Chain and The Gang
Down with Liberty… Up with Chains!
Styles: “gospel yeh-yeh,” “soul”
Others: The Make-Up, Weird War/Scene Creamers
This can’t keep happening.
Since his Nation of Ulysses collapsed in 1992, Ian Svenonius has cut a path of shameless self-fashioning, sloughing the shackles of biography as each new project requires, trampling the well-trampled boundary between life and art to enact each notionally unique communiqué on the state of modern sincerity, irony, and their torridly dialectical communion. NoU’s pan-seditious rhetoric reached full bloom: absurdist screeds against aspirin, sleep, and “parent culture”; vigorous endorsements of “the righteous and the well-dressed” as vessels of Ulyssean Jihad; letter-perfect dossiers of the cell’s position papers, bombing record, and subsequent fingerprinting. ’Twas a complete execution — perhaps philosophically impoverished in a larger sense, but relentless in pronouncing a new order and arrogating the duty of setting it straight. Svenonius — Spiv, El Gato, The Min of In — moaned and contorted, spitting the empowering truth. And they were a band, too. Key figures in hardcore’s Berlin Wall-era splintering and dilation, looser counterpoints to Drive Like Jehu, wild-eyed marshals of Fugazi’s id, Ulysses carved up punk’s received pronunciation and unleashed it over polyrhythms and oodles of dissonance.
Left to his own devices, though, and infused with a double shot of soul, post-Ulysses Svenonius has led cringe clinics across this vast land. Cupid Car Club was great, but The Make-Up’s watery mod gimmick has laid a regrettable template for things to come, from Weird War (watery, mod, gimmicky) through the David Candy detour (no comment whatsoever) and onward to the present day. With Chain and The Gang, Svenonius riffs on oppression, consciousness, and materialism, and the result, true to form, is all conceptual sass, a record assembled without any appreciable regard for its sound.
The conceit here pivots on the mass-mind apparition of ‘liberty’ and its (un)intended consequences: conquest, triumphalism, bad taste, and so on. Thus, cries Spiv, resist. In a fatuous bout of self-abjection, he and the gang — a sprawling cohort that includes Calvin Johnson, Karl Blau, and members of Dub Narcotic Sound System, Old Time Relijun, and Finally Punk — ape the work songs that once actually got the disenfranchised through the day. Sparsely arranged and frozen in unending mimicry of gospel or blaxploitation soundtracks or something, this probing commentary continues for 37 minutes. Carceral signifiers aside, the Chain project falls squarely within Svenonius’s oeuvre of mediocrity, indistinct. As he discloses early on, “I need to figure ‘particular’ out.”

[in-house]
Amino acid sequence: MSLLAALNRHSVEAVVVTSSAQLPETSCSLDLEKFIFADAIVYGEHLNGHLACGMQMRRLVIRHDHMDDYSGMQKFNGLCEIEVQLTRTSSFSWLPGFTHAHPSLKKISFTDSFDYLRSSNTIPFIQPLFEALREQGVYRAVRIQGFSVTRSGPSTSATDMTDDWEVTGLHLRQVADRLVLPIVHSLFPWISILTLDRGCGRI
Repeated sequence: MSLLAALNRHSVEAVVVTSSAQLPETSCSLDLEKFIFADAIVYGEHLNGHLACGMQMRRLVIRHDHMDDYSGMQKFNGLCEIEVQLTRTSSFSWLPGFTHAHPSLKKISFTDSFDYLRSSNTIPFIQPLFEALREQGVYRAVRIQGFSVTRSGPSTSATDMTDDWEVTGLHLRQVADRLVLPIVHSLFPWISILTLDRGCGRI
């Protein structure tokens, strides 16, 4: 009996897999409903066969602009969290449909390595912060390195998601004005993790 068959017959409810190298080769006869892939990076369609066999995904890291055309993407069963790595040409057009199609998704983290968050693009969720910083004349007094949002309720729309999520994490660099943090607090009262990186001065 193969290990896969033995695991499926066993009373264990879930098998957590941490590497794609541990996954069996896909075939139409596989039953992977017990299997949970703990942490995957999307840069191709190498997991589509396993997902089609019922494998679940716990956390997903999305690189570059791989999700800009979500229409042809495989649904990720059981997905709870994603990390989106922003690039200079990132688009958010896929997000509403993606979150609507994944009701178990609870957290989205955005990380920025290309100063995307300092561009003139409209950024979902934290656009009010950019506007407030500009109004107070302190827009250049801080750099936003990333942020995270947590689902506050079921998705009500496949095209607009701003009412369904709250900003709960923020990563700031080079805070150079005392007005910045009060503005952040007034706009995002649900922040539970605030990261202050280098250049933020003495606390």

Some songs are catchy, broadly considered: “Room 19” could almost pass for Sam Cooke, and “Unpronounceable Name” is a silly, slinky romp with saxophone. “Deathbed Confession,” the only song with a discernible chord progression, narrates a chat with a dying man who declares, “I killed MLK for the CIA/ And Malcolm X for Federal Express.” But the vast majority don’t move: on a formal level, Svenonius makes no tactical gains, indeed accepting stasis as an organizing principle of composition. The typical Chain song achieves a groove, a bass line, an atavistic attachment to genre, and that’s the extent of it: he solidly refuses to operate within those bounds or even attempt their transcendence. The ramshackle percussion, the buzzes, clatters, and claps, create something of an aura, but no: pastiche demands something more. Indeed, it’s this constant displacement, this jellylike appropriation of bygone tropes, that most condemns the record. Spiv is the leader, but even in that capacity he abdicates responsibility; he exists only to channel the categories to which Chain and The Gang ostensibly pertain.
Of course, it should be simple enough to ignore his prattling diatribes, but he’s built in one feature that forecloses that option (as far as he’s concerned, anyway, which is quite clearly what matters around these parts). Chain and The Gang is predicated on a nagging call-and-response format, which can produce several effects. In the best case, the dialogical structure can call attention to the act of transmission, the colorful give-and-take of indoctrination and influence, and give it the lie, recouping in a softer idiom the shortcomings of Svenonius’s recalcitrant but thoroughly non-dialectical mind. On the other hand, it’s just as easy for the chorus’ limp, effaced responses to reinforce their leader’s hold; surely power relations course through the sermons of a charismatic church, and surely Svenonius can’t refuse the charity of his disciples. Most to the point, though, is the slippery way in which this format legitimizes the unbearable dance of imitation, pushing Chain to the furthest margins of meaningful, not to say political, expression: “People talk about reparations/ Yeah, they do/ People talk about reparations/ Yeah, well, me too.” A murmur of obtuse nods and simpering giggles bubble in the background, sanctioning it all. “Interview with the Chain Gang” is especially heinous: an interlocutor peppers Spiv’s remarks with “No one’s ever said that before/ No one’s put it like that before.”
The record occasions a pregnant but still bothersome reflection on the aged dyad of content and form. Is imitation enough? Is it still soul music if the message is one of nihilism and surrender? And yes, yes, yes, that’s the joke. But that joke isn’t funny anymore.
1. Chain Gang Theme (I See Progress)
2. Cemetery Map
3. Trash Talk
5. What Is a Dollar?
6. Interview with the Chain Gang
7. Deathbed Confession
8. Room 19
9. (Lookin’ for a) Cave Girl
10. Unpronounceable Name